A niche blog dedicated to the issues that arise when supplementary protection certificates (SPCs) extend patents beyond their normal life -- and to the respective positions of patent owners, investors, competitors and consumers. The blog also addresses wider issues that may be of interest or use to those involved in the extension of patent rights. You can email The SPC Blog here

Tuesday 4 November 2014

Specific Mechanism applies to paediatric extensions, says Danish Court

From Martin Dræbye Gantzhorn (Partner, Head of Life Science & Healthcare, Horten Advokatpartnerselskab, Copenhagen) comes this swift, short note to inform readers of The SPC Blog that in October the Danish Maritime and Commercial Court rendered a very rare decision on the scope of the "Specific Mechanism". The proceedings concerned the question whether a paediatric extension to a SPC will also prolong the patentee's protection under the "Specific Mechanism". In short:
The defendant (Orifarm) had imported a pharmaceutical product, MSD’s Singulair, from Poland during the term of the paediatric extension of the SPC. The plaintiff brought interlocutory injunction proceedings, claiming that such imports could be prohibited relying upon the "Specific Mechanism".

As its primary line of defence, the defendant held that the paediatric extension did not prolong the protection conferred by the "Specific Mechanism". As its second line of defence, the defendant held that, even if such protection could be conferred by a paediatric extension, such extension would only be applicable to those of the plaintiff's products which -- by their strength -- were indicated for children.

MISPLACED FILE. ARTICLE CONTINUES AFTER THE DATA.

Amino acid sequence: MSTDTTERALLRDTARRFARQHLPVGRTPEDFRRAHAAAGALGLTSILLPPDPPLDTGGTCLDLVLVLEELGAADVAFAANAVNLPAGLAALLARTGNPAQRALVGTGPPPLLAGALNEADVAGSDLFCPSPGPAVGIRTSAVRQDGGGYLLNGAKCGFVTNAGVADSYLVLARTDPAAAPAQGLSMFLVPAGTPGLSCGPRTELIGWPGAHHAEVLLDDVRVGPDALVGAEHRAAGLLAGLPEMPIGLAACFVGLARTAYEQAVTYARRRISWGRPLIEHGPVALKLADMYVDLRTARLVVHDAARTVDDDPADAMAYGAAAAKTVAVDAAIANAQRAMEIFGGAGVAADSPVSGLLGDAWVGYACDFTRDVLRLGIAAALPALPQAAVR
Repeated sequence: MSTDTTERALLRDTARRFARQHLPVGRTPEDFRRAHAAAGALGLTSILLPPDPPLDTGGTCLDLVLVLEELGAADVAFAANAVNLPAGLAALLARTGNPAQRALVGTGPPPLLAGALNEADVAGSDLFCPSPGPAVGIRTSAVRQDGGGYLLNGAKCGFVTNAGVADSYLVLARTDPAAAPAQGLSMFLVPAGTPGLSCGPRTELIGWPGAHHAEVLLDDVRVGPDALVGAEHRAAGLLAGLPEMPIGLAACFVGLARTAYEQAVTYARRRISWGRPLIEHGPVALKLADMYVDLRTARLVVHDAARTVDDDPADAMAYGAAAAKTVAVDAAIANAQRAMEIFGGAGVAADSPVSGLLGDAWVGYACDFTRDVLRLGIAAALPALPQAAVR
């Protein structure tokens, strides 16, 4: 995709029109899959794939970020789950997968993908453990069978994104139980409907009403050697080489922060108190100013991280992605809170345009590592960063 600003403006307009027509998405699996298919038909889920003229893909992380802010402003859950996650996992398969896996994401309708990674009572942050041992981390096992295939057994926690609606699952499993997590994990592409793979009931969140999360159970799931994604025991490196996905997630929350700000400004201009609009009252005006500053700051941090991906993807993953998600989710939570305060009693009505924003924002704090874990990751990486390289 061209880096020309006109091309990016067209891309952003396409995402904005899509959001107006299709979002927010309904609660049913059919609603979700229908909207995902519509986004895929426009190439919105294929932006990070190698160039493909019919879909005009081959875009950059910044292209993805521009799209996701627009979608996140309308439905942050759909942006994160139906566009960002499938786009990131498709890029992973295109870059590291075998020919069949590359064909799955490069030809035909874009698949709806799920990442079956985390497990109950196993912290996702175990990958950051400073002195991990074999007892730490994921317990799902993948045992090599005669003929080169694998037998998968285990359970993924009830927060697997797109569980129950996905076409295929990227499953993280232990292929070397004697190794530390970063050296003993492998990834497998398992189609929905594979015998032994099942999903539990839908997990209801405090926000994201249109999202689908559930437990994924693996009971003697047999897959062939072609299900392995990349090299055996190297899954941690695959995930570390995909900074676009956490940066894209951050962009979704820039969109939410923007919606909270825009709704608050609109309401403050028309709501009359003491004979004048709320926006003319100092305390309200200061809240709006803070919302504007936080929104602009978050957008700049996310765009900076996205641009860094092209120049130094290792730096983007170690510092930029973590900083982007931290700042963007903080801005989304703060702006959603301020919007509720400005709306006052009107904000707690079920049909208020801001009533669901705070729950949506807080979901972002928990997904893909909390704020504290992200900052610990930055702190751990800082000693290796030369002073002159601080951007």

The Bailiff's Court (the court of first instance) held that the patent, the SPC and the paediatric extension thereof were to be considered as a single coherent right that covers all products and not just the ones authorized for the treatment of children. Accordingly, the Bailiff's Court found for the plaintiff.

The Maritime and Commercial Court agreed with the Bailiff's Court, stating that the expression "such protection" under the Specific Mechanism as stated in the Treaty of Accession is to be interpreted as the patent protection being one continuous string of protection. The Maritime and Commercial Court added that the paediatric extension is not dependent on a product being indicated for the treatment of children, but only on whether or not the drug is tested for children.

The protection would not therefore terminate until the paediatric extension had expired.
The judgement (in Danish) can be found here.

Thanks, Martin, for this really helpful summary.

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